When we set sail for Alaska in late March, on an 18-day quarantined transit of British Columbia, we knew we’d find adventure in Alaska. But we didn’t know we’d fall in love with it. After 5 months of cruising Southeast Alaska, the mountains, wildlife and fishing have impressed us enough that we’re not sure we’ll want to leave. (And we’ll be living on our boat in Juneau for the winter, so that we’re already positioned for a full season here next spring/summer).
Since this was our first time sailing Alaska, and we spent 5 out of the last 6 seasons in British Columbia (which we formerly considered our primary cruising region), naturally many thoughts turn to comparisons of Alaska vs southern waters (BC and WA). I haven’t blogged much about our time here (focusing on Instagram) but figured a summary of our learning experience might help other cruisers looking to come here.
Cannery Cove, Pybus Bay
Margerie Glacier, Glacier Bay National Park
Alaska is a tough place to cruise, and the highs and lows are more extreme, but the rewards can also be greater. Some differences (the good and the not-so-good) standout with Alaska:
Glacier Bay National Park, at the northern edge of southeast Alaska, is a capstone destination for many cruisers. We spent 9 days there in late May / early June and had pretty much the worst weather luck you could possibly have. Near constant rain every day, cold, fog, dense clouds obscuring the views, low visibility and little wind (so the sailing was usually poor). And yet, it was still awe inspiring. That kind of tells you how special of a place Glacier Bay is.
It’s the most alive place we’ve ever been. Much like the rest of Alaska, but more. Wildlife that would be a rare sighting in other places is an everyday occurrence here. We saw sea otters and humpbacks pretty much every day, and orcas on several days. Everyday was different, and seeing first-hand the uniqueness of this area made it clear why it’s protected.
We can only imagine what it would be like in sunny weather. Weather impacts perception of a cruising destination immensely. We learned that early in our cruising learning curve when we went to Princess Louisa Inlet and were thoroughly underwhelmed by a lot of motoring and poor views – the mountains were obscured by low cloud cover and rain the entire time. It’s possible to be passing towering mountains and have it look about the same as Tacoma Narrows on a foggy day – with low cloud cover you’d never know there are 2000 foot cliffs and 8000 foot peaks around you.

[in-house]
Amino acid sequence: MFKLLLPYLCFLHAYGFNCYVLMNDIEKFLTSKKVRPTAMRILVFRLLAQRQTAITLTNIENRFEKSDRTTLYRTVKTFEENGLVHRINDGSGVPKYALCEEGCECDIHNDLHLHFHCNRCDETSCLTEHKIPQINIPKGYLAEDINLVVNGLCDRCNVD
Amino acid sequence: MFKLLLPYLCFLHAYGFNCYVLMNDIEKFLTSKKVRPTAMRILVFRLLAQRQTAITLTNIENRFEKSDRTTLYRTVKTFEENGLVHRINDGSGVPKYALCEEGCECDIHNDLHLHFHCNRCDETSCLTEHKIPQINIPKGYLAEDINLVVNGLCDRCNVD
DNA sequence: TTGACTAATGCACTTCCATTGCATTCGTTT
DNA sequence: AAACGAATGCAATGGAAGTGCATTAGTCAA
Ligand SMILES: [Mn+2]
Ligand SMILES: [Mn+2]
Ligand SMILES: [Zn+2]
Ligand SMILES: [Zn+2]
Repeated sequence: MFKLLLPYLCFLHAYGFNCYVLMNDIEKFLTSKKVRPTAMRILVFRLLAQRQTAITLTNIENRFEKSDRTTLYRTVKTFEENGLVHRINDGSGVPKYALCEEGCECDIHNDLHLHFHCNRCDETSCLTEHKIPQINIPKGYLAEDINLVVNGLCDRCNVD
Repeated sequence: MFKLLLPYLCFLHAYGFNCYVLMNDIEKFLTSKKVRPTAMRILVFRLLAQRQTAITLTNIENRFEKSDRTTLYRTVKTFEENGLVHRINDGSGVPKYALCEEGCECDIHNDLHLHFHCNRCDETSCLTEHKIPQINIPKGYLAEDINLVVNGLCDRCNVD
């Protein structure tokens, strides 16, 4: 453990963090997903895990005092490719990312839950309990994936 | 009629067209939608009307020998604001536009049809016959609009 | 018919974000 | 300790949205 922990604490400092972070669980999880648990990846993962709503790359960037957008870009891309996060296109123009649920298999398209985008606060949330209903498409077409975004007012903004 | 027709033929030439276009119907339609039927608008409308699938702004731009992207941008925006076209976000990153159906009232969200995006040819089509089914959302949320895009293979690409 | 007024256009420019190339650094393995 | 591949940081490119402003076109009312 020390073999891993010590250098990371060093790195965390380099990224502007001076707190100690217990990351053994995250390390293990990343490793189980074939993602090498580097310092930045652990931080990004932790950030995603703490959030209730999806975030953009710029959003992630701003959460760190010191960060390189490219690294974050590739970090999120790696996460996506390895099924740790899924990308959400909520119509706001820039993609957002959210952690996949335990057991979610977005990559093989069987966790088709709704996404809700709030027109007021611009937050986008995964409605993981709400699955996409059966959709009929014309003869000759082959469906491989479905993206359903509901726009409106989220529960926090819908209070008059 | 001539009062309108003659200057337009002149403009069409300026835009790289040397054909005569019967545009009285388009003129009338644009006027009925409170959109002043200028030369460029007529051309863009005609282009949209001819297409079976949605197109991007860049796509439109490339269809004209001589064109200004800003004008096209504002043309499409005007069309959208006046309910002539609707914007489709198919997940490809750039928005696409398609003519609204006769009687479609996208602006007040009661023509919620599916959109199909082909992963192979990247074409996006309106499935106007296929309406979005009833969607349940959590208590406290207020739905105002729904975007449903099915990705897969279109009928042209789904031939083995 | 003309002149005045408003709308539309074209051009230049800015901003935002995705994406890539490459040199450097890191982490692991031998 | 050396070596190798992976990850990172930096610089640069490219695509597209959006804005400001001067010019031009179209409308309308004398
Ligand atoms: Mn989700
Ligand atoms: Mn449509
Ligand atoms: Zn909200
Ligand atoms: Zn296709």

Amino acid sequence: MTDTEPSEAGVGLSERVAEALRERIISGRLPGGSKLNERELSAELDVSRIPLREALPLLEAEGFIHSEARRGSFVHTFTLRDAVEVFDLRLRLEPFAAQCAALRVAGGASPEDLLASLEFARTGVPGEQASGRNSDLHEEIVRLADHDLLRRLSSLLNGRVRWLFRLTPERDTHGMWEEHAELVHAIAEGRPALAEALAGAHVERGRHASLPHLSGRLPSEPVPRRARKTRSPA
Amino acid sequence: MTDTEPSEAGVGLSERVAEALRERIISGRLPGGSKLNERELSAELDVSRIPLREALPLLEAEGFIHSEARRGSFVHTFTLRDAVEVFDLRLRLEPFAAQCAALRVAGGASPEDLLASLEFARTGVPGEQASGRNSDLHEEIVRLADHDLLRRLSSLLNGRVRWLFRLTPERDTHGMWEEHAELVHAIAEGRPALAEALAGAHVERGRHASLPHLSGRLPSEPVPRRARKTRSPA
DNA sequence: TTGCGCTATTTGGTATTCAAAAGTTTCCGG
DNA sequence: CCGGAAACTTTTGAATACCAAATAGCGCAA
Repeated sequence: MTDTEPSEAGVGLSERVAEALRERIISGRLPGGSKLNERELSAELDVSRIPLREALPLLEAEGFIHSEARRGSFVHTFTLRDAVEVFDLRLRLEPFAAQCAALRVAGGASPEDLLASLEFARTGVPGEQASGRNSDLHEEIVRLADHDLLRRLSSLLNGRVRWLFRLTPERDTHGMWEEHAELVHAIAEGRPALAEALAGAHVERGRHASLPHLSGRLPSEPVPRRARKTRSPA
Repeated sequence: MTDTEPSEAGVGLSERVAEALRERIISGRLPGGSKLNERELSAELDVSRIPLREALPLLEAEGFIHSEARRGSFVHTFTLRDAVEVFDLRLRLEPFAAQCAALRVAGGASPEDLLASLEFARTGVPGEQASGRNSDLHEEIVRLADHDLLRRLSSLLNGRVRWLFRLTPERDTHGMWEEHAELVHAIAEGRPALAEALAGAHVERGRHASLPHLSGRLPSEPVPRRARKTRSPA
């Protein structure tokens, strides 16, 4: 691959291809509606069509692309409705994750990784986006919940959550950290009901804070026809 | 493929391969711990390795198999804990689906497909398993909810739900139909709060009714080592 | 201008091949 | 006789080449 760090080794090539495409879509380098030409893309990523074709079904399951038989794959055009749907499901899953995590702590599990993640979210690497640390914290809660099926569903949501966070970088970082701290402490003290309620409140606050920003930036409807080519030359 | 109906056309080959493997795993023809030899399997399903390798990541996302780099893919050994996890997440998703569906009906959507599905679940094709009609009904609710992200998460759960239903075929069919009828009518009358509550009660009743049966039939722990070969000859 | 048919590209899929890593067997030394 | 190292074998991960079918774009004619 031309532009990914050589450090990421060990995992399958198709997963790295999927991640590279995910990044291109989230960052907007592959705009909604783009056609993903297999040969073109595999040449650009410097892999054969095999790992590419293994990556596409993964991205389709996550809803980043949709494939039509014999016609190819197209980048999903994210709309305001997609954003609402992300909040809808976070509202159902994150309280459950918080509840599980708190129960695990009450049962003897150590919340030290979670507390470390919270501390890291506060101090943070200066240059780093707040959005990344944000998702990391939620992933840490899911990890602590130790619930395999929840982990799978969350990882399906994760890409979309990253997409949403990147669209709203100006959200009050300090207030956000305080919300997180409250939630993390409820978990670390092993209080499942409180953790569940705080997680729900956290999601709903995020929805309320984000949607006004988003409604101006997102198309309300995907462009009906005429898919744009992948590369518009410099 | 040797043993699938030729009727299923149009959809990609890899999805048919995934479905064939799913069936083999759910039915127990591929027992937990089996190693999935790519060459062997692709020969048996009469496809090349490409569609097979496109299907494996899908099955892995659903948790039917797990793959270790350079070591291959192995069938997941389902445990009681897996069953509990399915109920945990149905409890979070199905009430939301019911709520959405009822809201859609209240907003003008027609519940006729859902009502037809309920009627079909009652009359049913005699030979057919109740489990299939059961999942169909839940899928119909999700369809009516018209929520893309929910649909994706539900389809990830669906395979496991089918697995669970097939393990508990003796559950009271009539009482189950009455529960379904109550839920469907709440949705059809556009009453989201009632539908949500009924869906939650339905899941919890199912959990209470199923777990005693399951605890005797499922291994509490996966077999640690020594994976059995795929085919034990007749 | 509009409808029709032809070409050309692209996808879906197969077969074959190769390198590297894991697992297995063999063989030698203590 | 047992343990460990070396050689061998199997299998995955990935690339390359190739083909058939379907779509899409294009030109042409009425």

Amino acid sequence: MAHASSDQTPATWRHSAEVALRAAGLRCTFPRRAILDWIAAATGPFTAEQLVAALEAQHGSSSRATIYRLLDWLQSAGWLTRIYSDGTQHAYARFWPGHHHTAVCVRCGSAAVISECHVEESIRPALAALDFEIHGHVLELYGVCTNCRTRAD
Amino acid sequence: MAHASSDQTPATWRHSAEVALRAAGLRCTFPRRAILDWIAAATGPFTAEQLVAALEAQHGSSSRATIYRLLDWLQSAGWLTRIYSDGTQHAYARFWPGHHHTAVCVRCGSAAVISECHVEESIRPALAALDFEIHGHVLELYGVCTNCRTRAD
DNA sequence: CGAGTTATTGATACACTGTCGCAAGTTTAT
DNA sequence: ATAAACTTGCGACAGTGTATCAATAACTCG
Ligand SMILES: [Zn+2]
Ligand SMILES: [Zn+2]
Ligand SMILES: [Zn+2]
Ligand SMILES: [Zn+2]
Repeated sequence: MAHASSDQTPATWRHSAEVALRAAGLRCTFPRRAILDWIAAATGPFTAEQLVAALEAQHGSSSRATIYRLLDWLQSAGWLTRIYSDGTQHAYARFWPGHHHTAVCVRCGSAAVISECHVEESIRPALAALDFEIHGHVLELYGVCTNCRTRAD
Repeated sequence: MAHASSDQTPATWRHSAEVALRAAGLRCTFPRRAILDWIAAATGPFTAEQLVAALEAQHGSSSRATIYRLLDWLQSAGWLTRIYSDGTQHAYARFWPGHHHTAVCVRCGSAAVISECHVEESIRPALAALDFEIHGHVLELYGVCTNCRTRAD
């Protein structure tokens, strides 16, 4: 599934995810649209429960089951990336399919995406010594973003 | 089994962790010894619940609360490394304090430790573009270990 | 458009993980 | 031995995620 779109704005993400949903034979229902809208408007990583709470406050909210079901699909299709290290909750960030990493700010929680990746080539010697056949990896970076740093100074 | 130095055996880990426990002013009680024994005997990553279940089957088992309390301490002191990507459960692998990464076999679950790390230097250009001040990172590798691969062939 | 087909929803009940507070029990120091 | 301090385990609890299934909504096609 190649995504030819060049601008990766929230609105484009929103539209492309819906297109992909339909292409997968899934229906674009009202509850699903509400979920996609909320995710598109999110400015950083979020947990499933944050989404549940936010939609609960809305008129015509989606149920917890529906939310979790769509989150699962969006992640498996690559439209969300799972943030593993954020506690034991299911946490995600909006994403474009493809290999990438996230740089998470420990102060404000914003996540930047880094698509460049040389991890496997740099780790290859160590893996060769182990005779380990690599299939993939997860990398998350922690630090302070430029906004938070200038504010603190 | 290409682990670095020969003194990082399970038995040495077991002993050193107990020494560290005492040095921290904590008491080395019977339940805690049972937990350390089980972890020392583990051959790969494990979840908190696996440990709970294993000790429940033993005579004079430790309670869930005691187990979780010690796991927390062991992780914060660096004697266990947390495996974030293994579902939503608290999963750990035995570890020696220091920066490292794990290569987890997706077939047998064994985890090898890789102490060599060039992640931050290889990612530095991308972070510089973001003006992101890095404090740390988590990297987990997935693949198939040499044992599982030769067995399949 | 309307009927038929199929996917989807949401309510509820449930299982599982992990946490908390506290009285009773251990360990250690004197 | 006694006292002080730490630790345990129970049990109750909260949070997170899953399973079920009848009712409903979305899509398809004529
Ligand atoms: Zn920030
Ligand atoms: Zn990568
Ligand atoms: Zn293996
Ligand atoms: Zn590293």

Glacier Bay was different though. Despite terrible weather, it was still worth it. In fact, the adversity of the weather made us appreciate it all the more in the brief moments when the mountains came out.
Sailing, actually sailing (not motoring around everywhere in a sailboat), is unquestionably difficult in the Pacific Northwest and Alaska. Winds aren’t consistent, narrow straits and channels mean a lot of tacking or gybing, strong currents cause the water to kick up into rough, sharp waves, and land effects plus weather systems cause the wind to vary greatly from one area to the next.
But in the past 3 years (primarily in BC) we figured out how to sail in these waters, doing about 70% of our miles under sail. We do this because it’s what we enjoy – sailing a sailboat just feels right, uses less fuel, it’s quieter, and makes us feel more connected with nature and wildlife. I talked more about the reasons and tactics in my 2018 article “Cruising the Pacific Northwest by Wind Power.“
But now that we’re in Alaska we’ve had to relearn how to sail here. Alaska has a reputation for being a place where most sailboats generally do no sailing at all – many people say they never even took the cover off their mainsail! That’s very sad since you might as well have a motorboat then – with more comfortable accommodations and less vestigial weight and cost (from the unused rigging and sails).
The good news is it’s definitely possible to sail a lot in southeast Alaska! It takes effort, just like the Inside Passage does, but a few things make it a bit more challenging:
We made it to Alaska! 18 days. 650 nautical miles. 195 of that motoring and 455 sailing (70%). We stepped off the boat only once, for fuel in Port McNeill. It was the most challenging trip we’ve ever done, made more challenging due to thru-transiting restrictions and the early season. We had sun, rain, snow, graupel storms, high winds, and at times rough seas. The early season meant we usually had plenty of wind, enabling us to sail fast and minimize motoring. Though we had some very tough days, our past years of experience along three-quarters of the route helped a lot.
We were allowed into Canada as a marine thru-transit because we were moving our home to Alaska for residency, and were not allowed to get off the boat or sightsee. We anchored each night to rest (and because it’s unsafe to travel the Inside Passage at night with the hundreds of logs/trees we had to dodge). And we were allowed to stop for fuel, water, or groceries which we did once for only fuel and water. We also were told to get through as quickly as possible – the Canadian customs main priority seemed to be ensuring that no tourism happens.
Needless to say there was no tourism, as we were already motivated to go as quickly as possible. We were dead tired each night and spent our days in transit or fixing issues on the boat.